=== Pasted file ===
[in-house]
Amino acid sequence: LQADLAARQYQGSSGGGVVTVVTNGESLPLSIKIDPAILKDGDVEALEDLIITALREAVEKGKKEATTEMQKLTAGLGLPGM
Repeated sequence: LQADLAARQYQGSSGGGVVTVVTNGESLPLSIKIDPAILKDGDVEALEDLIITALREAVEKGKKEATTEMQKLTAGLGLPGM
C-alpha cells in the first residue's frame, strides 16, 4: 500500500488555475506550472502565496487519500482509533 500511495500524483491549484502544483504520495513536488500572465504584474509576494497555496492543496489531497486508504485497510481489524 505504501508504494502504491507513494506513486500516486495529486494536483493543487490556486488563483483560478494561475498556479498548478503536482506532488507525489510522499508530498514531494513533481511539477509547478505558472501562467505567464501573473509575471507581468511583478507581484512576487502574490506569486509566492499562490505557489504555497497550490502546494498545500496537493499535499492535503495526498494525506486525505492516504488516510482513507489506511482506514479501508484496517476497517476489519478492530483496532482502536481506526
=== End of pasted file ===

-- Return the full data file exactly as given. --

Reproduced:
[in-house]
Amino acid sequence: LQADLAARQYQGSSGGGVVTVVTNGESLPLSIKIDPAILKDGDVEALEDLIITALREAVEKGKKEATTEMQKLTAGLGLPGM
Repeated sequence: LQADLAARQYQGSSGGGVVTVVTNGESLPLSIKIDPAILKDGDVEALEDLIITALREAVEKGKKEATTEMQKLTAGLGLPGM
C-alpha cells in the first residue's frame, strides 16, 4: 500500500488555475506550472502565496487519500482509533 500511495500524483491549484502544483504520495513536488500572465504584474509576494497555496492543496489531497486508504485497510481489524 505504501508504494502504491507513494506513486500516486495529486494536483493543487490556486488563483483560478494561475498556479498548478503536482506532488507525489510522499508530498514531494513533481511539477509547478505558472501562467505567464501573473509575471507581468511583478507581484512576487502574490506569486509566492499562490505557489504555497497550490502546494498545500496537493499535499492535503495526498494525506486525505492516504488516510482513507489506511482506514479501508484496517476497517476489519478492530483496532482502536481506526